King of Norway (sagas)
The dominant theme of the sagas about Harald's numerous sons is the struggle for the Norwegian throne, in particular the way it manifests itself in the careers of Haakon and his foil Eric. According to Heimskringla, Harald had appointed his sons as client kings over the various districts of the kingdom, and intended Eric, his favourite son, to inherit the throne after his death. At strife with his half-brothers, Eric brutally killed Ragnvald (Rögnvaldr), ruler of Hadeland, and Bjørn Farmann, ruler of Vestfold. Some texts maintain that towards the end of his life, Harald allowed Eric to reign together with him (Heimskringla, Ágrip, Fagrskinna). When Harald died, Eric succeeded to the realm, slaughtered the combined forces of his half-brothers Olaf and Sigrød, and gained full control of Norway. At the time, however, Eric's younger and most famous half-brother Haakon, often nicknamed Aðalsteinsfóstri, had been staying at the West-Saxon court, having been sent there to be reared as fosterson to King Æthelstan (r. 924–939). Eric's rule was reputedly harsh and despotic and so he fell rapidly out of favour with the Norwegian nobility. At this propitious time, Haakon returned to Norway, found a nobility eager to accept him as king instead and ousted Eric, who fled to Britain. Heimskringla specifies that Haakon owed his success in large part to Sigurd, earl of Lade.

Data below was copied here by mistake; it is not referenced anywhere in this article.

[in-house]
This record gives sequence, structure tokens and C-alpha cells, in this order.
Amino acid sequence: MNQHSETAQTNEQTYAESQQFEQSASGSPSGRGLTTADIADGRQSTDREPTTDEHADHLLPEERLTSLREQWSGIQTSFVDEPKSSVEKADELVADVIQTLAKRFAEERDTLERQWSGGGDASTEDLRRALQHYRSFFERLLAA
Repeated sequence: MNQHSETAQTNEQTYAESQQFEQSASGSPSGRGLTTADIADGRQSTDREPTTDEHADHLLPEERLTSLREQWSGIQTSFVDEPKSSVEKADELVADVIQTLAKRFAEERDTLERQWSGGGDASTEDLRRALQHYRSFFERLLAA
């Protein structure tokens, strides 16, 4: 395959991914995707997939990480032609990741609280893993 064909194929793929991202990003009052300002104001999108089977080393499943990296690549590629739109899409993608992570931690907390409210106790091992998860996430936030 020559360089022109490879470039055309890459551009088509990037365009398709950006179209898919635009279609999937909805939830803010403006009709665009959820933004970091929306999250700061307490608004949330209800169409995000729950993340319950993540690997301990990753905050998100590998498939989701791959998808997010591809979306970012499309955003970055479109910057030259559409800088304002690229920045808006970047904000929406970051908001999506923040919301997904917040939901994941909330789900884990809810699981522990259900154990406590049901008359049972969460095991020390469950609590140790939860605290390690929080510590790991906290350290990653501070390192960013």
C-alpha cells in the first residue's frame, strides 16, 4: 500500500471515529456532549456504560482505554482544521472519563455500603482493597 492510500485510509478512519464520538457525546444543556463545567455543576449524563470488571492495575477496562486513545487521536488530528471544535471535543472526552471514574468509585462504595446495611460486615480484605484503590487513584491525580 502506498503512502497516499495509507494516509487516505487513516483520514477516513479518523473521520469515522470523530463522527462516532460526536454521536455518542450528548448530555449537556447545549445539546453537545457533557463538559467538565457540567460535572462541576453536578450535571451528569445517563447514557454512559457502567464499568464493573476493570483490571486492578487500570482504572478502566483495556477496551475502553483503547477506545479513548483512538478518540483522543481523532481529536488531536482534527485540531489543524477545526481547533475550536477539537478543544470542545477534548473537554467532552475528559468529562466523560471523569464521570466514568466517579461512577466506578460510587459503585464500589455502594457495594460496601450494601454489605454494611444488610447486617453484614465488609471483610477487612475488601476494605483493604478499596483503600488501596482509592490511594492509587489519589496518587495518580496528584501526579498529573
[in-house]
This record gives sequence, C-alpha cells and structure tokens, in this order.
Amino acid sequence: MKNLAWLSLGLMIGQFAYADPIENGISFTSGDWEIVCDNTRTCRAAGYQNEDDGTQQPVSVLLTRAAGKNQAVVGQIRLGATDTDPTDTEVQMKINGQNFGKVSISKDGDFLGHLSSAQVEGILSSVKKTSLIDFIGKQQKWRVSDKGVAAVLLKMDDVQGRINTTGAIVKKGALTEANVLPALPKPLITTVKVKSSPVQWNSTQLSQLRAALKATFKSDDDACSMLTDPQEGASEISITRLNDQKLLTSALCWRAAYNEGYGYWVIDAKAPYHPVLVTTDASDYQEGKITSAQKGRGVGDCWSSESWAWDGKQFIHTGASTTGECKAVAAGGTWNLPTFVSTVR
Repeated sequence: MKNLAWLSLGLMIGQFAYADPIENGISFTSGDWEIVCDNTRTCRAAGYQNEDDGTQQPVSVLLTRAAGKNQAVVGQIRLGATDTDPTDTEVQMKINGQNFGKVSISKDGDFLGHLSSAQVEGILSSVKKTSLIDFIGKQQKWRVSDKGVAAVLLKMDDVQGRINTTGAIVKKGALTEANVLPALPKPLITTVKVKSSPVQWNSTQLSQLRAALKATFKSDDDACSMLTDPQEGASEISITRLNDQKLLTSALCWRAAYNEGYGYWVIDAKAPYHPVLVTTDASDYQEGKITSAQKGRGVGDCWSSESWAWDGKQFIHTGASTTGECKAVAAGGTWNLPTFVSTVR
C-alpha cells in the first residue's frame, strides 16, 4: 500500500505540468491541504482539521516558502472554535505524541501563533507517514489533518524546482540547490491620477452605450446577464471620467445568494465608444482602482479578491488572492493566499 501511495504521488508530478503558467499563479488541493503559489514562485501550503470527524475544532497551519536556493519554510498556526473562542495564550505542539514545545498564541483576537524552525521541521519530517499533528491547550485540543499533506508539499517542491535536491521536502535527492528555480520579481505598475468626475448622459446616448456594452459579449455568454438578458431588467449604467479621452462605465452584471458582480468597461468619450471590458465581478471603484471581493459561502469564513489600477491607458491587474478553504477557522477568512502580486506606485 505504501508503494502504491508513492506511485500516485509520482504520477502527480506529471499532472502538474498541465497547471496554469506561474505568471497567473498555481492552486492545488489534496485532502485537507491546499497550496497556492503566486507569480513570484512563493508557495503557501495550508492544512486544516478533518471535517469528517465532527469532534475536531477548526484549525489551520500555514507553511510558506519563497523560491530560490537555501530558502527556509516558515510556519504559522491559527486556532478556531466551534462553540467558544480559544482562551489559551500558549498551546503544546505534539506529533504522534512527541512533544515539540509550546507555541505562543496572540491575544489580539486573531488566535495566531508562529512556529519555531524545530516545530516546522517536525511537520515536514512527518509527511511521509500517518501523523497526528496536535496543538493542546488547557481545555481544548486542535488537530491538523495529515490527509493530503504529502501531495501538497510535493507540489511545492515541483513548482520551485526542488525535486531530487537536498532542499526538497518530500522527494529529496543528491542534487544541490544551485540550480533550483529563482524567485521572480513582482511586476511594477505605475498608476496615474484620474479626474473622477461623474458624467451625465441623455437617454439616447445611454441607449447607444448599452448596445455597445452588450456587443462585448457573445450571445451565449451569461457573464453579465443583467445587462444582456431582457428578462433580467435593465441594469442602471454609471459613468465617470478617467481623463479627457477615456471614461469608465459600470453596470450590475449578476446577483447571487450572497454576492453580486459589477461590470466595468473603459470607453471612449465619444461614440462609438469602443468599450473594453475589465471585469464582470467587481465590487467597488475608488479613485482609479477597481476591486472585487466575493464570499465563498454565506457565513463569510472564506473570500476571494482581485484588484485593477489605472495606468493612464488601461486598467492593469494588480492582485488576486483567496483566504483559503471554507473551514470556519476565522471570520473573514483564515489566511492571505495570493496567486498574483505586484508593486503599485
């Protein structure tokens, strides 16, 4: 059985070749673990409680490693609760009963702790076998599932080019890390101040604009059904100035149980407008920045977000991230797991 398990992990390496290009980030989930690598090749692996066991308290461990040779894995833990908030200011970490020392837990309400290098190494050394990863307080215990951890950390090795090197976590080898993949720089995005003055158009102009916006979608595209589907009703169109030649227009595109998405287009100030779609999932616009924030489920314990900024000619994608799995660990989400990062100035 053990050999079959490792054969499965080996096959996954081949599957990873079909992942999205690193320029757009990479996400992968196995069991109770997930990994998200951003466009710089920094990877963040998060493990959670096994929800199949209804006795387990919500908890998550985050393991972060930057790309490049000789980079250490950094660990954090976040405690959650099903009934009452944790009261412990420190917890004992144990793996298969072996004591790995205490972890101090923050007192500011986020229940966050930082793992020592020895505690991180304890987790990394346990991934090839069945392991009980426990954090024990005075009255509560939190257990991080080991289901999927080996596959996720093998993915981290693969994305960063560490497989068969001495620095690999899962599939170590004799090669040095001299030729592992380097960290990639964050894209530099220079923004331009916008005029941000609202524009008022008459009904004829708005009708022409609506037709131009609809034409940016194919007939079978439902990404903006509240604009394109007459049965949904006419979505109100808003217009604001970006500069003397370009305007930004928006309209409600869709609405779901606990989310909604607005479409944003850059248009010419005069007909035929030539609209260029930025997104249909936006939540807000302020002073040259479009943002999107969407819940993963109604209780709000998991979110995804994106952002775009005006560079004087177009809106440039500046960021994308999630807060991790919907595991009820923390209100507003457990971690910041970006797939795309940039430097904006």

Determining the date and length of Eric's reign (before and after his father's death) is a challenging and perhaps impossible task based on the confused chronology of our late sources. It is also unfortunate that no contemporary or even near contemporary record survives for Eric’s short-lived rule in Norway, if it is historical at all.
Read more about this topic: Eric Bloodaxe
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